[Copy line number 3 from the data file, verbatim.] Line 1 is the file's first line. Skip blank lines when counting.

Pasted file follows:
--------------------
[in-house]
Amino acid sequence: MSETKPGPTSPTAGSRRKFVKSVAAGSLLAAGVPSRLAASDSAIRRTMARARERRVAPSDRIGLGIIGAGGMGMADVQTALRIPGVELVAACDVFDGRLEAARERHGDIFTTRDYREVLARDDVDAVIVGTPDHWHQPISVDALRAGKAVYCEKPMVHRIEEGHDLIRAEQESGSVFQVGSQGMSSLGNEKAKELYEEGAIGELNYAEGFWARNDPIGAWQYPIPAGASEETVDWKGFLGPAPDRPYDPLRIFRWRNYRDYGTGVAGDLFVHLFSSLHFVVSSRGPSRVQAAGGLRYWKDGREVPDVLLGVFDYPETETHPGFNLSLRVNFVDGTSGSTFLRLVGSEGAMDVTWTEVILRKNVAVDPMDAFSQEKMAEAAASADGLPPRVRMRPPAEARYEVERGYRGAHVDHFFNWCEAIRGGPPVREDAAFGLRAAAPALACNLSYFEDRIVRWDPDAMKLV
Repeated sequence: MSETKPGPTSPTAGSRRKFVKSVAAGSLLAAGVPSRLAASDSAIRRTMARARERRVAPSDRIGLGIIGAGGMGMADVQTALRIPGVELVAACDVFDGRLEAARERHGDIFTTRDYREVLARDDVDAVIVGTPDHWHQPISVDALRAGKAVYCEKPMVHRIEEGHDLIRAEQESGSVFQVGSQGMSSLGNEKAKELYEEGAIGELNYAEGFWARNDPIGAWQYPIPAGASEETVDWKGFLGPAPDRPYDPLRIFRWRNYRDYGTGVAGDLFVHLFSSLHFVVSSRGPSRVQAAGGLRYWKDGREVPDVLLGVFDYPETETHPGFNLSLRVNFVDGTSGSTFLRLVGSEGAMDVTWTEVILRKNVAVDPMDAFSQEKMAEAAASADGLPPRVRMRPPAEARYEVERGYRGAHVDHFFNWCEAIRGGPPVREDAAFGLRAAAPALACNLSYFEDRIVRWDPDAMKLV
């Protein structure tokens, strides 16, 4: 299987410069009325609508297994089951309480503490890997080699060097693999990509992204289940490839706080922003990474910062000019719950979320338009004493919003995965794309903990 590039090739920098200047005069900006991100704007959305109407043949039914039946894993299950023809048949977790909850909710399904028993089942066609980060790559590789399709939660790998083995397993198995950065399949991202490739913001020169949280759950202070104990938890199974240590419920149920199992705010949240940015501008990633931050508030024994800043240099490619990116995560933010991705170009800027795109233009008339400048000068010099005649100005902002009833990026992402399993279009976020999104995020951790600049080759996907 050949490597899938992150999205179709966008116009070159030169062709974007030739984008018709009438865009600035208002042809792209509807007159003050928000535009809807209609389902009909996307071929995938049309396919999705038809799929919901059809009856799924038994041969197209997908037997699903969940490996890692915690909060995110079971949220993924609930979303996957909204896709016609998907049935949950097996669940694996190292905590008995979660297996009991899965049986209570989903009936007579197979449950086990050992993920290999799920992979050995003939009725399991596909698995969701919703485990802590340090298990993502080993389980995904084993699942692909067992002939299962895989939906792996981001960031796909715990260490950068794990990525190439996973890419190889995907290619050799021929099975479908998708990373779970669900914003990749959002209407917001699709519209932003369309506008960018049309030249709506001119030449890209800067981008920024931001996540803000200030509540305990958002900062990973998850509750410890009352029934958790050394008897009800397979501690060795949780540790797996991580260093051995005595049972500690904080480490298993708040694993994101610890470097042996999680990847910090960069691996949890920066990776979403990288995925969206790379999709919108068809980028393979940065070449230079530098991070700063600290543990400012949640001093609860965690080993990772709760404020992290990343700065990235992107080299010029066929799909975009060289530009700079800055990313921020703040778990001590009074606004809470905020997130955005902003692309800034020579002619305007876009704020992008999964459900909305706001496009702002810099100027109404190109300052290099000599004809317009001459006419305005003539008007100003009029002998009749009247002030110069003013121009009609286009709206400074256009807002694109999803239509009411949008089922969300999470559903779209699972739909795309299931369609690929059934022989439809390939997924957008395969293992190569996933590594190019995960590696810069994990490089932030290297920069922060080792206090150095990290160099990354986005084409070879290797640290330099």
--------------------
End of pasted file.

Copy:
Repeated sequence: MSETKPGPTSPTAGSRRKFVKSVAAGSLLAAGVPSRLAASDSAIRRTMARARERRVAPSDRIGLGIIGAGGMGMADVQTALRIPGVELVAACDVFDGRLEAARERHGDIFTTRDYREVLARDDVDAVIVGTPDHWHQPISVDALRAGKAVYCEKPMVHRIEEGHDLIRAEQESGSVFQVGSQGMSSLGNEKAKELYEEGAIGELNYAEGFWARNDPIGAWQYPIPAGASEETVDWKGFLGPAPDRPYDPLRIFRWRNYRDYGTGVAGDLFVHLFSSLHFVVSSRGPSRVQAAGGLRYWKDGREVPDVLLGVFDYPETETHPGFNLSLRVNFVDGTSGSTFLRLVGSEGAMDVTWTEVILRKNVAVDPMDAFSQEKMAEAAASADGLPPRVRMRPPAEARYEVERGYRGAHVDHFFNWCEAIRGGPPVREDAAFGLRAAAPALACNLSYFEDRIVRWDPDAMKLV